While an estate plan will often concentrate on the credit shelter trust or B trust side of an A-B trust, advisors should also give attention to what will be left over to a surviving spouse under the unlimited marital deduction.
In today’s world of multiple marriages and stories of seniors passing on millions to their last caregivers and disinheriting their children, determining what happens to the entire estate should be a major part of the planning discussion.
A qualified terminable interest property (QTIP) trust could be used as an estate planning tool for married couples where, at death, one spouse passes assets to the surviving spouse but maintains some control over the assets during the life of the survivor as well as after the survivor’s death. QTIPs are often exercised in second marriage scenarios where the wealthier spouse wants to allow for the survivor to live comfortably after his or her death, but also wants the remainder to go to the children from the first marriage.
QTIPs may also be used to protect a financially unsophisticated spouse from being taken advantage of or frittering away an inheritance due to a lack of understanding of the financial markets. A properly drawn QTIP will better protect a frail or failing elderly spouse from being taken advantage of by predators posing as caregivers.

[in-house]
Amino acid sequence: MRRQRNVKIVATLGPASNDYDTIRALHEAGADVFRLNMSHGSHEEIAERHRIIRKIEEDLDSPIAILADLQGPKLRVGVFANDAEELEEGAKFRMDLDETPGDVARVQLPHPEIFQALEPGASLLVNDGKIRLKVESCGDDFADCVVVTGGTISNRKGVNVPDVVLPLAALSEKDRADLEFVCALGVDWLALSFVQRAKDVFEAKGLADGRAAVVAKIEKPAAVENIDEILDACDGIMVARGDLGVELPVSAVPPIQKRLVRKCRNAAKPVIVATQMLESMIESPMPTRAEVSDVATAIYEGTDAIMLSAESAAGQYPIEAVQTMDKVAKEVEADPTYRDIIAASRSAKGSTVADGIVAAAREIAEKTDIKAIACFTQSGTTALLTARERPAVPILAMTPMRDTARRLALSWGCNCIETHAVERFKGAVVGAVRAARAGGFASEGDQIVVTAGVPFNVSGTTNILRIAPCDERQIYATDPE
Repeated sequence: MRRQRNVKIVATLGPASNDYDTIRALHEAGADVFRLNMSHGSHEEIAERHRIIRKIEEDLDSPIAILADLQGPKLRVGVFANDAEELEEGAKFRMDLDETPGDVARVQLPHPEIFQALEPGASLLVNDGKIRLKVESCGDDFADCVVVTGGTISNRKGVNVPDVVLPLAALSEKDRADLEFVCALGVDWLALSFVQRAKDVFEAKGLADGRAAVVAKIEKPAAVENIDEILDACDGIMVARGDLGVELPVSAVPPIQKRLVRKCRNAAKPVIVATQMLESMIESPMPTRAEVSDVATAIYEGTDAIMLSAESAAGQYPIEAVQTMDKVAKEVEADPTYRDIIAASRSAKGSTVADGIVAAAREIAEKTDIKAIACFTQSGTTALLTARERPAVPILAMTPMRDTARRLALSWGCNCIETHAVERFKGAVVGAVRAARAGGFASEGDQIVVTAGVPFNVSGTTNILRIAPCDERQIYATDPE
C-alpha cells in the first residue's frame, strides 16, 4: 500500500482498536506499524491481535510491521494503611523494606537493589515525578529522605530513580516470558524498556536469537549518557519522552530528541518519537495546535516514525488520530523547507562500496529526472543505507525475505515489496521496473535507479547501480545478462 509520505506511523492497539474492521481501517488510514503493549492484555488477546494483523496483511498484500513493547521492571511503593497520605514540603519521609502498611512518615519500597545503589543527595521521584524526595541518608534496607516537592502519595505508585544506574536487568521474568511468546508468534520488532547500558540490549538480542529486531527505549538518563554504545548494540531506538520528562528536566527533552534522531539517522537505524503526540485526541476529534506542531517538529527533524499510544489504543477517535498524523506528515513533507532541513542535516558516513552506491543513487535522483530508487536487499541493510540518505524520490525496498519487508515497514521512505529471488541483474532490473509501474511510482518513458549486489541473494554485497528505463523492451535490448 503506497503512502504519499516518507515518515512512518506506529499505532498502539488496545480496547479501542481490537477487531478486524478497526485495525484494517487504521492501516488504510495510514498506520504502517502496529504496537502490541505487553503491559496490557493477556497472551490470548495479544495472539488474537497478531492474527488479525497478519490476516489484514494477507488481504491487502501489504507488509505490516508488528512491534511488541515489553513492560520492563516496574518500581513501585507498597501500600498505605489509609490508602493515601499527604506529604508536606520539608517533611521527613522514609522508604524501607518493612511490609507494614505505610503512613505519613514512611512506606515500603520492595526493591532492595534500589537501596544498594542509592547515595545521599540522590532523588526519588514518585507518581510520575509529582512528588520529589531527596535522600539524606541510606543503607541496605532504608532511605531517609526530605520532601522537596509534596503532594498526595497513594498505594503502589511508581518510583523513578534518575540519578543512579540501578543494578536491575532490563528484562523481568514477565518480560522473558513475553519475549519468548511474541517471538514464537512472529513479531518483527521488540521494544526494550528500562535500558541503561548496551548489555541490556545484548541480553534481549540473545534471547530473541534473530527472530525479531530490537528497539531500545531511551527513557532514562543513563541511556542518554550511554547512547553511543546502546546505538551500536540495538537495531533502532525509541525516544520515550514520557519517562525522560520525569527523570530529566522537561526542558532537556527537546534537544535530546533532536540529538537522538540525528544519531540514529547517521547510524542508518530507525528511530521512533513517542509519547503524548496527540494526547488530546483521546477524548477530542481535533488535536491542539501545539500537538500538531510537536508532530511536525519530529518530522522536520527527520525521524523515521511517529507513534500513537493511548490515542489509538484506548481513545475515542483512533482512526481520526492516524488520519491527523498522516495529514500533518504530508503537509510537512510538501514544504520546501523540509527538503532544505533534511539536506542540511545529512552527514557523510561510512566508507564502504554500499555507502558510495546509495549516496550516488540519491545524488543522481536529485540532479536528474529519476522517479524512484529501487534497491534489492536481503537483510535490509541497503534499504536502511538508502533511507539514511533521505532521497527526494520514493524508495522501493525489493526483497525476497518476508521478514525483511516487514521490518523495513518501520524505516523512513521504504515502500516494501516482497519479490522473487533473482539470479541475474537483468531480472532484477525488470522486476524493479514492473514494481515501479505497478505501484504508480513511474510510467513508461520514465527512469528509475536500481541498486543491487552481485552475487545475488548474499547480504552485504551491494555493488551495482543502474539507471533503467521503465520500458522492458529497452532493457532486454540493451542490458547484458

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A QTIP trust is similar to a B trust, but there are significant differences. The primary goal of the B trust is to leave a legacy to beneficiaries while also providing for the surviving spouse if necessary. The B trust is created to minimize the impact of estate taxes on the inheritance. Conversely, a QTIP trust’s primary objective is to provide for the survivor while not allowing total control of the assets.
Usually a B trust is funded with the federal excluded amount; the remainder (under the marital exemption) flows into the QTIP trust. The downside is that the QTIP trust assets are included in the surviving spouse’s estate even though the trust is irrevocable and the survivor has no ability to change who will receive the remainder from the trust.